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Spam

  1. Google Now Allows Anyone on Google+ to Email Your Gmail without Your Address, Here’s How to Disallow That

    Is this some kind of deliberate test of their spam filters?

    The latest in a series of changes, Google has allowed anyone on Google+ to send emails to Gmail accounts. It's OK, though. There's a solution that does not involve hiding from your email for the rest of your life to avoid spam. Like the recent change to image display settings, the Google+ email feature is easily turned off.

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  2. Google Banished Lyrics Site Rap Genius from Search Results for Shady SEO Tricks

    Google is become The Destroyer of Internets.

    Rap Genius, a site that allows users to annotate song lyrics to provide insight into their meaning, irritated Google with some shady tricks to get higher placement in search results. So Google banished them to the wasteland that is anything that doesn't show up in the first few search results pages, because they pretty much own the Internet.

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  3. Is Spam The Native Art Form Of The Internet? [Video]

    Everything happens so much!

    Like us, Mike Rugnetta was pretty bummed to find out that Horse_eBooks hasn't been a real spambot for the past two years. However, it got him and the rest of the crew at PBS Idea Channel thinking about the true nature of spam and whether it might, when done well, even be considered artistic. Huh. Well, that's an odd twist.

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  4. There’s a Huge Cyber Attack Slowing Down the Internet Because of Spam

    Noticing a bit of a lag online today? If you are, you might be able to thank an ongoing battle between anti-spam organization Spamhaus and alleged spammer safe-haven Cyberbunker. Spamhaus is currently under fire from a massive DDoS attack believed to be coming from Cyberbunker. How massive is the attack? 300 gigabits per second massive. That's huge, and it's slowing down other parts of the Internet, important parts -- like Netflix.

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  5. Oops! Google Kind of Blocked All of Digg by Accident

    It's not a great day for Digg. That's because Google accidentally blocked the entire site -- all of it -- from its search results today. The block was a mistake, says Google, and was the result of simple error. Thankfully, Digg is already back in the search results. So what happened exactly?

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  6. Just 20 ISPs Are Responsible for Nearly Half of All Email Spam Worldwide

    Considering the wide variety of products spam email acts as a barker for, you might assume that there are an equally diverse range of individuals, or at least programs, trying to sell you important goods like mirrors, plastic sheers, and of course medications for male stamina. (Also, wow, am I ever troubled by what my spam folder seems to think of me.) According to a recent look at the numbers, though, that's not the case. In fact, the study from the University of Twente suggests that just 20 of the more than 42,000 Internet service providers worldwide are responsible for nearly half of the emails that you get looking to sell you penis enlargement pills and various other high quality goods and services.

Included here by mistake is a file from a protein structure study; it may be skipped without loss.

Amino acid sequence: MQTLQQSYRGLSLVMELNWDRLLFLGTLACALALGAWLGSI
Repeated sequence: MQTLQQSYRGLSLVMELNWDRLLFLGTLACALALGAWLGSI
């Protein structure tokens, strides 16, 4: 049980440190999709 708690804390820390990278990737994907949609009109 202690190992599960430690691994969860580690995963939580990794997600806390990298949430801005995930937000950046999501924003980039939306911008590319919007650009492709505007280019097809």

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  7. Spam Levels Holding Steady Despite Botnet Takedown

    You cannot stop spam email; you can only hope to contain it. Frankly, even hoping for that is probably a little bit of wishful thinking. It's been just more than a month since the much ballyhooed takedown of the Grum botnet, a network of infected computers was estimated to be responsible for about one sixth all the cheap Viagra ads you have ever seen. (It's not just me getting those, right guys? Right?) So what affect has the takedown of one of the biggest spam delivery systems in the history of the web had on the amount of spam that actually hits your inbox? Absolutely none, it would seem.

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  8. Dropbox Now Confirms They Were Hacked, Updates Security

    Only a little over a week ago, Dropbox and their outside experts were claiming that there was no evidence of a hack. As it happens, they were wrong. They've now confirmed that some users did see unauthorized activity on a small number of accounts due to the recent slew of passwords being leaked across the Internet. On top of that, one of their employees had their account -- which included a document with user email addresses -- accessed as well. Oops.

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  9. Dropbox Says No Evidence of Hack Despite Spam Concerns

    Nothing's ever as secure as we think it is. Dropbox, having not so long ago accidentally dropped password protection on user accounts, has been receiving reports of folks receiving spam in their emails. Normally this wouldn't be an issue -- most email accounts get spam. The complicate things, the users have claimed that these accounts were unique to Dropbox; the only way for someone to be spamming them would be due to having somehow gotten the accounts from Dropbox.

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  10. Inboxes Rejoice: Botnet Behind 18% of Spam Taken Down

    The Grum botnet has been one of the most prominent distributors of spam for years, ranking third in terms of world spam volume. Yesterday, network security corporation FireEye reported that all of Grum's command and control servers (or CnC's) had been taken down after a weeks-long effort. Thanks to the work of a number of individuals who contributed to the takedown, we may see a significant decrease in the volume of the world's spam in the coming months.

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